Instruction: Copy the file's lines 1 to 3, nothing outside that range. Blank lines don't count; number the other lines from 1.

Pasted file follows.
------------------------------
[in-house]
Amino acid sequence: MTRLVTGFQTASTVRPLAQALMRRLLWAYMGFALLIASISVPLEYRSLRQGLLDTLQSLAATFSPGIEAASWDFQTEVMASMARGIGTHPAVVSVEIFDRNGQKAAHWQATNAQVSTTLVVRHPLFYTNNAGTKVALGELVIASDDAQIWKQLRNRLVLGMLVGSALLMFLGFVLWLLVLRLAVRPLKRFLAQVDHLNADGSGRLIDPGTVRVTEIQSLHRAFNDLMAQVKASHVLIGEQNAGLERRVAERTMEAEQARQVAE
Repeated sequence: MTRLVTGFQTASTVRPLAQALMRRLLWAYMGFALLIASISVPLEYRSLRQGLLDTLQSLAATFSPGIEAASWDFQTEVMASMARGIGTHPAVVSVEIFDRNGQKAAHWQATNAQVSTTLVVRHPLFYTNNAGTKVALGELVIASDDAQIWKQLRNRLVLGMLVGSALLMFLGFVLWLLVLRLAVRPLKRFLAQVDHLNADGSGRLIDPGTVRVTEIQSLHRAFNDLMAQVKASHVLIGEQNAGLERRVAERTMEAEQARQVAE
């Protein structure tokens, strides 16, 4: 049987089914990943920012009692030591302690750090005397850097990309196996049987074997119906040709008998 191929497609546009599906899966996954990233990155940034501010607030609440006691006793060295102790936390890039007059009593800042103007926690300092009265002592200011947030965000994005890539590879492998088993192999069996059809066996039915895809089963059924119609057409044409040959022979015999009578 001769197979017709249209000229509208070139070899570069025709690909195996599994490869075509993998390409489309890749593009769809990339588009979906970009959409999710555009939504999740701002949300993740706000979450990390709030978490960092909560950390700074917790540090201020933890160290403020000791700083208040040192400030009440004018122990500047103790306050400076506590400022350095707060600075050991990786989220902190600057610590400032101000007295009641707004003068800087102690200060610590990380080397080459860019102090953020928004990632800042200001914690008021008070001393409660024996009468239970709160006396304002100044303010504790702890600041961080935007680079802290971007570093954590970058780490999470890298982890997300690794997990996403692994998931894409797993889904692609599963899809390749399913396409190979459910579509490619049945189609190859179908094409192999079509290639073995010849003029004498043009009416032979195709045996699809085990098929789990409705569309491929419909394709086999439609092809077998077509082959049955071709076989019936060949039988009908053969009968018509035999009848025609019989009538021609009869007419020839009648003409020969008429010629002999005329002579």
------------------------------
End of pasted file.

[in-house]
Amino acid sequence: MTRLVTGFQTASTVRPLAQALMRRLLWAYMGFALLIASISVPLEYRSLRQGLLDTLQSLAATFSPGIEAASWDFQTEVMASMARGIGTHPAVVSVEIFDRNGQKAAHWQATNAQVSTTLVVRHPLFYTNNAGTKVALGELVIASDDAQIWKQLRNRLVLGMLVGSALLMFLGFVLWLLVLRLAVRPLKRFLAQVDHLNADGSGRLIDPGTVRVTEIQSLHRAFNDLMAQVKASHVLIGEQNAGLERRVAERTMEAEQARQVAE
Repeated sequence: MTRLVTGFQTASTVRPLAQALMRRLLWAYMGFALLIASISVPLEYRSLRQGLLDTLQSLAATFSPGIEAASWDFQTEVMASMARGIGTHPAVVSVEIFDRNGQKAAHWQATNAQVSTTLVVRHPLFYTNNAGTKVALGELVIASDDAQIWKQLRNRLVLGMLVGSALLMFLGFVLWLLVLRLAVRPLKRFLAQVDHLNADGSGRLIDPGTVRVTEIQSLHRAFNDLMAQVKASHVLIGEQNAGLERRVAERTMEAEQARQVAE